In this section we’ll talk a bit about setting up your directory layout and adding some views in the server before we start dealing with the Node.js SDK and express+jade itself.

Create a project directory named beer:

shell> mkdir beer shell> cd beer shell> mkdir views shell> mkdir views/beer shell> mkdir views/brewery shell> mkdir static shell> mkdir static/js shell> mkdir static/css Showing your directory contents displays something like this:

shell> find. -type d./static./static/js./static/css./views./views/brewery./views/beer To make the application look pretty, we’re incorporating jQuery and Twitter Bootstrap. You can either download the libraries and put them in their appropriate css and js directories (under static), or clone the project repository and use it from there. If you followed the Quickstart steps, you already have the files in your beersample-node directory. Either way, make sure you have the following files in place:

static/css/beersample.css static/css/bootstrap.min.css (the minified twitter bootstrap library) static/css/bootstrap-responsive.min.css (the minified responsive layout classes from bootstrap) static/js/beersample.js static/js/jquery.min.js (the jQuery javascript library) From here on, you should have a bare bones web application configured that has all the dependencies included. We’ll now move on and configure the beer-sample bucket the way we need it.

Preparing the Views

The beer-sample bucket comes with a small set of predefined views, but to make our application function correctly we need some more. This is also a good chance to explore the view management possibilities inside the Web-UI.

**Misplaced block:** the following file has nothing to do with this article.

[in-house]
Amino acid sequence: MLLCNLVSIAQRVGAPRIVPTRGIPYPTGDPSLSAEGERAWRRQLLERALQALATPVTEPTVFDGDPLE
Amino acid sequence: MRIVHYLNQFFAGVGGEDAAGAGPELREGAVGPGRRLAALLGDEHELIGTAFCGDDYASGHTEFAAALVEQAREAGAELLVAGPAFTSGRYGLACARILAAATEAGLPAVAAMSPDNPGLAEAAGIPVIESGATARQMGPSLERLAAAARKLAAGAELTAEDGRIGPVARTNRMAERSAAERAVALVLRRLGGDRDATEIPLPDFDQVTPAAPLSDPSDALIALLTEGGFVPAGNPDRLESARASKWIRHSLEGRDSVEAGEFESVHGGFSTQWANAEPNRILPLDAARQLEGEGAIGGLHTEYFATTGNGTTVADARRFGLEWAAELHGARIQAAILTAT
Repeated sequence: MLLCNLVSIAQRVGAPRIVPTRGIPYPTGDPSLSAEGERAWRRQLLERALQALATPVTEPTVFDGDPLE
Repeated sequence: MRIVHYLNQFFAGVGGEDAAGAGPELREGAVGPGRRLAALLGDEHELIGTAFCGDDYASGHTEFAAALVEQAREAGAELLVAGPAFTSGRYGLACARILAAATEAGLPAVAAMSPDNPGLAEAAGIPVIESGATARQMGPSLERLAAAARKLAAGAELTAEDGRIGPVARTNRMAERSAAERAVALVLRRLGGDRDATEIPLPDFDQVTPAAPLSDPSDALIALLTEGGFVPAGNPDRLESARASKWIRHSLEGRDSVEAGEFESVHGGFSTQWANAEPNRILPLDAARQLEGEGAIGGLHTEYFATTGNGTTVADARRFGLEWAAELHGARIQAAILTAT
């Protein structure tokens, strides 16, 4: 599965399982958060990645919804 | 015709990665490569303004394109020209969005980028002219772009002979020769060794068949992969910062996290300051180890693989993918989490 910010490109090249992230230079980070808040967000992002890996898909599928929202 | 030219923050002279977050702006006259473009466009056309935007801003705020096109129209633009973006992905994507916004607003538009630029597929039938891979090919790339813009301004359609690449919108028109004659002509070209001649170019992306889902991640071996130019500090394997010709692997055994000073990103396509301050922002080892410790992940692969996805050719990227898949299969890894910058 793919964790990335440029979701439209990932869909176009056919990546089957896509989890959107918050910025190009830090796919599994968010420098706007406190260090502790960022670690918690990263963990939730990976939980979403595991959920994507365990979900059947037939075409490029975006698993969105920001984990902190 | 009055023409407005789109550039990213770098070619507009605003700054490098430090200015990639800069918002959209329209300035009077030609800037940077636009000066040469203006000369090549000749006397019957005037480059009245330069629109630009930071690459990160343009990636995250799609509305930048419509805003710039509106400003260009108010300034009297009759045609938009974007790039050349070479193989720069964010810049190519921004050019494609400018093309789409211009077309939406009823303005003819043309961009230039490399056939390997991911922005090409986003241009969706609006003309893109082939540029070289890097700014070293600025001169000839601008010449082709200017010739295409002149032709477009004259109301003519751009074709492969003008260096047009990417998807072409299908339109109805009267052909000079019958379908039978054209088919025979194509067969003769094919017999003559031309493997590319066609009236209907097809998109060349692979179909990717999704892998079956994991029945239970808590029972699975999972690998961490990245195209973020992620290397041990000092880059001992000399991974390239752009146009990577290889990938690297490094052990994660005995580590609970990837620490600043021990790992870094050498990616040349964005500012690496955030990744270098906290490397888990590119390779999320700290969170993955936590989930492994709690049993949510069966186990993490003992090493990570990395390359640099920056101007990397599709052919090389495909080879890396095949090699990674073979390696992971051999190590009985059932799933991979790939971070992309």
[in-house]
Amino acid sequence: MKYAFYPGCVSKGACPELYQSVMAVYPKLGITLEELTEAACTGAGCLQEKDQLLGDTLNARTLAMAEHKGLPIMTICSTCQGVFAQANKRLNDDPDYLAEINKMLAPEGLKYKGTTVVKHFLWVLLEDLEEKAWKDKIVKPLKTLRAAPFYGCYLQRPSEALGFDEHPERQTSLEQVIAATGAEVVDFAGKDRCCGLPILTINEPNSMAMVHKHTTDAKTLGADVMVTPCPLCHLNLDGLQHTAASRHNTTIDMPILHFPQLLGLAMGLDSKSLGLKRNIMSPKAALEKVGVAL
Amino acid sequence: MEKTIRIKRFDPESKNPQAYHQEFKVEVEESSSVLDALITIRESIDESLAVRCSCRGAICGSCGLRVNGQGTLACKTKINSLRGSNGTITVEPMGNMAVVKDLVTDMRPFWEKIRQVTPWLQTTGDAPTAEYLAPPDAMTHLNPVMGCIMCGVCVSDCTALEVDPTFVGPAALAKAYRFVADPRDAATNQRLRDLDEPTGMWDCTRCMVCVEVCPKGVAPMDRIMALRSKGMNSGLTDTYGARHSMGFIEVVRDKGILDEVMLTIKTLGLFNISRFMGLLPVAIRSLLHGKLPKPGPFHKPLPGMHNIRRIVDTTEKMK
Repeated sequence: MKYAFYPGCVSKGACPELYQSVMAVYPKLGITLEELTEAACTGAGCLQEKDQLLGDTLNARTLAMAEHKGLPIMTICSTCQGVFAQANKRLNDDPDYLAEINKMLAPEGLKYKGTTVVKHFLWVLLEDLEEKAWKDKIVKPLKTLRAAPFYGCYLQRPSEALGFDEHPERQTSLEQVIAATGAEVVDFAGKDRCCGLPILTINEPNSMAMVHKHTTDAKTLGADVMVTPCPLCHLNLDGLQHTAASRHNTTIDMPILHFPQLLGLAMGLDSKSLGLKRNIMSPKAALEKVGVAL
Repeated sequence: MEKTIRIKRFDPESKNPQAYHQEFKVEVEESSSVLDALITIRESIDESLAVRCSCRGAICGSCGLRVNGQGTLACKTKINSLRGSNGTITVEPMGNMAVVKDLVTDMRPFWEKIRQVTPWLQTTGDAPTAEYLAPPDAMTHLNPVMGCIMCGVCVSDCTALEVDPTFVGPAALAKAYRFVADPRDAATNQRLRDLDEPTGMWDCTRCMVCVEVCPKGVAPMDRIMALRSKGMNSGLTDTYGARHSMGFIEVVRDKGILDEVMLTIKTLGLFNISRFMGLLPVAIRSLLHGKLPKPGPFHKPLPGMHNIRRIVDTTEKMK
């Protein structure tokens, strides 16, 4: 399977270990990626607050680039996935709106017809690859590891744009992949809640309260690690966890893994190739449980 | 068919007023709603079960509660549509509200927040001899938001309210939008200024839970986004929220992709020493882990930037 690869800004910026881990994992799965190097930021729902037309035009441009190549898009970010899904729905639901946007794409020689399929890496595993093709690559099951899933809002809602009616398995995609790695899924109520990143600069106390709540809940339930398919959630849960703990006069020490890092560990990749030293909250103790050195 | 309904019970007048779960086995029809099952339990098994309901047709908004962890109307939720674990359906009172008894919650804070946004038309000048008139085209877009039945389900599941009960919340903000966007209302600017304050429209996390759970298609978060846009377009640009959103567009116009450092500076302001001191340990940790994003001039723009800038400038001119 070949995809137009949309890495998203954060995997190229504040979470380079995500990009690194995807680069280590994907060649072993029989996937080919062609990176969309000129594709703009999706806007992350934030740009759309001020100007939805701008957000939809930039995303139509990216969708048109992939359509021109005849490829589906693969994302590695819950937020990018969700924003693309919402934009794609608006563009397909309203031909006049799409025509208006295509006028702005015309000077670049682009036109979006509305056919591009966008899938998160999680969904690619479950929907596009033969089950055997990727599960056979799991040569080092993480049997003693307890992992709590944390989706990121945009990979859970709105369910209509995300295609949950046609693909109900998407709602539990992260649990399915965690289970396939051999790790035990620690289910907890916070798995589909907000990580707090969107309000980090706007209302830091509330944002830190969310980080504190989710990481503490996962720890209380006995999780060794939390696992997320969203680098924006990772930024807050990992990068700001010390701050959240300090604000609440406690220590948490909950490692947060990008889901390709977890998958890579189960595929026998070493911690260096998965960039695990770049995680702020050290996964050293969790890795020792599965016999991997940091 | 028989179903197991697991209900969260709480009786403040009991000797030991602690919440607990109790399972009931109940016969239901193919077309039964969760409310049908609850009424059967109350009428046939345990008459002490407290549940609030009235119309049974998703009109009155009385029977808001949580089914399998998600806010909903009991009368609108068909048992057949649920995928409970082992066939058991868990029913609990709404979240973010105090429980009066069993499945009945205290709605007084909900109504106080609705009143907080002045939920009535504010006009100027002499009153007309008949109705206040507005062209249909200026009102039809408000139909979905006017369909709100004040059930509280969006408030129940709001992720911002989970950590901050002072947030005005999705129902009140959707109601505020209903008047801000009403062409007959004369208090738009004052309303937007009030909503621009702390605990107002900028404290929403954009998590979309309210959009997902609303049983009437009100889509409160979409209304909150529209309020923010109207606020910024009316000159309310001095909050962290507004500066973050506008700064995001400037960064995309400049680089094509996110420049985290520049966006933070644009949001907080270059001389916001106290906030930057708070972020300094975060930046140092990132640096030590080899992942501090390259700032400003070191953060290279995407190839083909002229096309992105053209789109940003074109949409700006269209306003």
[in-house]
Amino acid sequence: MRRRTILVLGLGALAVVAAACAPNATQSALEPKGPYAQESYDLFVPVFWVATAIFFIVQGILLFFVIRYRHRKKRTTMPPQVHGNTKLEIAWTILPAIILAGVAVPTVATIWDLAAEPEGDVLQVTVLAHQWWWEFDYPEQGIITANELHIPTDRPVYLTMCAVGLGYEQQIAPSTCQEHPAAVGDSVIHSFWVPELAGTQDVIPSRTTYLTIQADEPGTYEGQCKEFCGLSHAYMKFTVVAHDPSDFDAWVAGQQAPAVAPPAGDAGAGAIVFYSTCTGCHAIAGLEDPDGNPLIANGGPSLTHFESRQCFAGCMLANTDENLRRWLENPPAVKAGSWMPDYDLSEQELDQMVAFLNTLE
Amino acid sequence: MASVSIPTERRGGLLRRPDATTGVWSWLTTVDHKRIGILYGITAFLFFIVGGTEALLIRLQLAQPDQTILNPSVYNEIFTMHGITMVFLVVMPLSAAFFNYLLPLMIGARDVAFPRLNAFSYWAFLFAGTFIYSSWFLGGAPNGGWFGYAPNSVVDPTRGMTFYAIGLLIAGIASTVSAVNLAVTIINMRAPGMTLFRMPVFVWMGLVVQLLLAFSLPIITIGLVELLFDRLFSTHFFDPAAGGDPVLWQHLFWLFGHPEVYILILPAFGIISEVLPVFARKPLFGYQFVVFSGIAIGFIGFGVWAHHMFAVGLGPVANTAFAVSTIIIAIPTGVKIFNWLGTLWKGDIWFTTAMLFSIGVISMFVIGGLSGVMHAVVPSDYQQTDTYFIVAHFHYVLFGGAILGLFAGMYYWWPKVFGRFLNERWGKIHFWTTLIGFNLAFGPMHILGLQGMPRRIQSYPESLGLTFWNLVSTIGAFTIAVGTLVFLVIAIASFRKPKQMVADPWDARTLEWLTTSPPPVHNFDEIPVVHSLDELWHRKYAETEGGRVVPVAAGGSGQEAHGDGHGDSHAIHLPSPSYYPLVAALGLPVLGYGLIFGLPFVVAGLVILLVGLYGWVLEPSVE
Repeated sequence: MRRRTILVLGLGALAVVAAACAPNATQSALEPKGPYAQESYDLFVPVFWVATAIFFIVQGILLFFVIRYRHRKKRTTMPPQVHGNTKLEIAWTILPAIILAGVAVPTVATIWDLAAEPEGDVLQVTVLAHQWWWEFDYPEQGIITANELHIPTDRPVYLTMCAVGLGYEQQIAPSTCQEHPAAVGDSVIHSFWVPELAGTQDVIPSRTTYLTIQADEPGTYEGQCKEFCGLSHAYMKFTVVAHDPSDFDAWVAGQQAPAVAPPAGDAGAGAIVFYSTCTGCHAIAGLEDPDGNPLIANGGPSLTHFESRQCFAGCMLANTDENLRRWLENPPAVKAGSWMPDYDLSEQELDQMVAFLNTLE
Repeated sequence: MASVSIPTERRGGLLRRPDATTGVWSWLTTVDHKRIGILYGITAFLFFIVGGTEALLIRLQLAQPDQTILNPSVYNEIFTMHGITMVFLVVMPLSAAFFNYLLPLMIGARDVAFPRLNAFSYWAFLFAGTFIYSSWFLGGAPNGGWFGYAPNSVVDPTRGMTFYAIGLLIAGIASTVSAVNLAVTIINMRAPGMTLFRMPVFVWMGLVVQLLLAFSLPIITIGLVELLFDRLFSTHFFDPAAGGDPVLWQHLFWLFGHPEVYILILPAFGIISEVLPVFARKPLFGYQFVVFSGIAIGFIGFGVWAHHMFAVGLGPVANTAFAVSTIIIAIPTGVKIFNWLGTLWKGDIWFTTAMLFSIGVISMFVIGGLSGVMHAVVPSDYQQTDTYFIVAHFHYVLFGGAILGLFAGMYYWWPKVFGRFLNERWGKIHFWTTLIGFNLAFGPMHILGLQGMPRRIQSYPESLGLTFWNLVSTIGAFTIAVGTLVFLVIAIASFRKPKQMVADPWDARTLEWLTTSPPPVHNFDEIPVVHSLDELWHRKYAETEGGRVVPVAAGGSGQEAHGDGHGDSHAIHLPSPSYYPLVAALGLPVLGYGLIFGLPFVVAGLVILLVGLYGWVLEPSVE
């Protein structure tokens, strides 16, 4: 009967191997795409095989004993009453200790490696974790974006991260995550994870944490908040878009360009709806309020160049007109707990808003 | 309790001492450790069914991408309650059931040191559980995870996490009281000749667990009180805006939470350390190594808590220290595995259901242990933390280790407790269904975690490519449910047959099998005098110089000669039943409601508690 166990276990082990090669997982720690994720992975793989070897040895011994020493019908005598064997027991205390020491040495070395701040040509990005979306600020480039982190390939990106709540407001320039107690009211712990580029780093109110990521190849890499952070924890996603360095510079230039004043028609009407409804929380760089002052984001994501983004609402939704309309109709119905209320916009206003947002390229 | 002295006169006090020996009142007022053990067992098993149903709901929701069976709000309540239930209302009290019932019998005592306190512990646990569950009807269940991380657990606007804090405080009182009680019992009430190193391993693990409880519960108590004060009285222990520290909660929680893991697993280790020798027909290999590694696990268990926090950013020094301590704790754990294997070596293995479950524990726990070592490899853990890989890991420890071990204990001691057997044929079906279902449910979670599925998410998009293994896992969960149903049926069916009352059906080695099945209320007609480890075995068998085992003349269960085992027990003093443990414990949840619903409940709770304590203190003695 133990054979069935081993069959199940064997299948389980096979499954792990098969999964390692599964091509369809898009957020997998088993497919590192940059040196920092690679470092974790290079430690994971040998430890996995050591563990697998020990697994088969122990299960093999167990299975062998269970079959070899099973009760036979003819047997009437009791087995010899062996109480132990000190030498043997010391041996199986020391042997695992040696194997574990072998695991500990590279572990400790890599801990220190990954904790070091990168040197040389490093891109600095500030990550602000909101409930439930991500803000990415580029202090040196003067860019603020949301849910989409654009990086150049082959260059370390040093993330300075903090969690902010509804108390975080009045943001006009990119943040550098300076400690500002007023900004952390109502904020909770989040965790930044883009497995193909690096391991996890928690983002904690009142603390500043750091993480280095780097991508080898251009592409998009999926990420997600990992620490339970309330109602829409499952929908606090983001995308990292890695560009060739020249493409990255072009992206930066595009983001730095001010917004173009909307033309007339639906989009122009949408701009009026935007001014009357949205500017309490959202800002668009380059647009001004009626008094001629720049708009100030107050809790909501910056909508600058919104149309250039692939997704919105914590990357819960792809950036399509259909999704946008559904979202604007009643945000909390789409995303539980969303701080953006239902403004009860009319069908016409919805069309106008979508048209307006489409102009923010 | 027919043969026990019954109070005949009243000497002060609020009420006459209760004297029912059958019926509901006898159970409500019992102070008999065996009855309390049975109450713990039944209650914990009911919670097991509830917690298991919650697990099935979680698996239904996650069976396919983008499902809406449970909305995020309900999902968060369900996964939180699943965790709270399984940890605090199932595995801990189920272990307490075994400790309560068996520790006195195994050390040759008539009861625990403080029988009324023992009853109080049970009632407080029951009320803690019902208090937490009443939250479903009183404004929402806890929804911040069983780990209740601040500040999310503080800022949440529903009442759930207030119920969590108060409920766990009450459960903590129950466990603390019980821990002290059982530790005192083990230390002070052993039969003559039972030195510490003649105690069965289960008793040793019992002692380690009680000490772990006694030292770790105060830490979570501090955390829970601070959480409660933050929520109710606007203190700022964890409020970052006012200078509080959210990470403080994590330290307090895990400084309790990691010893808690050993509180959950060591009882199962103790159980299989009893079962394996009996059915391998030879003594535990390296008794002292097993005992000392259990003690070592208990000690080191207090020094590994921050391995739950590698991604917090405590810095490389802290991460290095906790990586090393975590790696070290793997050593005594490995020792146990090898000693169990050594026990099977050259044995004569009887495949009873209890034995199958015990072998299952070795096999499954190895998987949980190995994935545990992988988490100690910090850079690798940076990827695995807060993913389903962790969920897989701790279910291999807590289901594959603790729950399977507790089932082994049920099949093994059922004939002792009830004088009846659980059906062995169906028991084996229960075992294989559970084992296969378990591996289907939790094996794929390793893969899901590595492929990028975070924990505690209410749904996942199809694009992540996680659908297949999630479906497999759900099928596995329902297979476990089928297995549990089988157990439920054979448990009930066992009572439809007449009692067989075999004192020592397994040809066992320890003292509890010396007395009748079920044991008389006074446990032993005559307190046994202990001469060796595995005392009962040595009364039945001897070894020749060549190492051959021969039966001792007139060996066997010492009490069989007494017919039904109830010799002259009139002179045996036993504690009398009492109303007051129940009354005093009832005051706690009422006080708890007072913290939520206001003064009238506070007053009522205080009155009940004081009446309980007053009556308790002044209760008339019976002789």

Because we want to list beers and breweries by name, we need to define one view for each. Head over to the Web-UI and click on the Views menu. Select beer-sample from the drop-down list to switch to the correct bucket. Now click on Development Views and then Create Development View to define your first view. You need to give it the name of both the design document and the actual view. Insert the following names:

  • Design Document Name: _design/dev_beer

  • View Name: by_name

The next step is to define the map and (optional) reduce functions. In our examples, we won’t use the reduce functions at all but you can play around and see what happens. Insert the following map function (that’s JavaScript) and click Save.

function (doc, meta) {
  if(doc.type && doc.type == "beer") {
    emit(, null);

Every map function takes the full document (doc) and its associated metadata (meta) as the arguments. You are then free to inspect this data and emit a result when you want to have it in your index. In our case, we emit the name of the beer ( when the document both has a type field and the type is beer. We don’t need to emit a value — that’s why we are using null here. It’s always advisable to keep the index as small as possible. Resist the urge to include the full document through emit(, doc), because it will increase the size of your view indexes. If you need to access the full document you can call db.get(result.key) to get the individual doc for a single row. The resulting retrieval of the document might be slightly out of sync with your view, but it will be fast and efficient.

Now we need to define a view for our breweries. You already know how to do this — here is all the information you need to create a brewery view: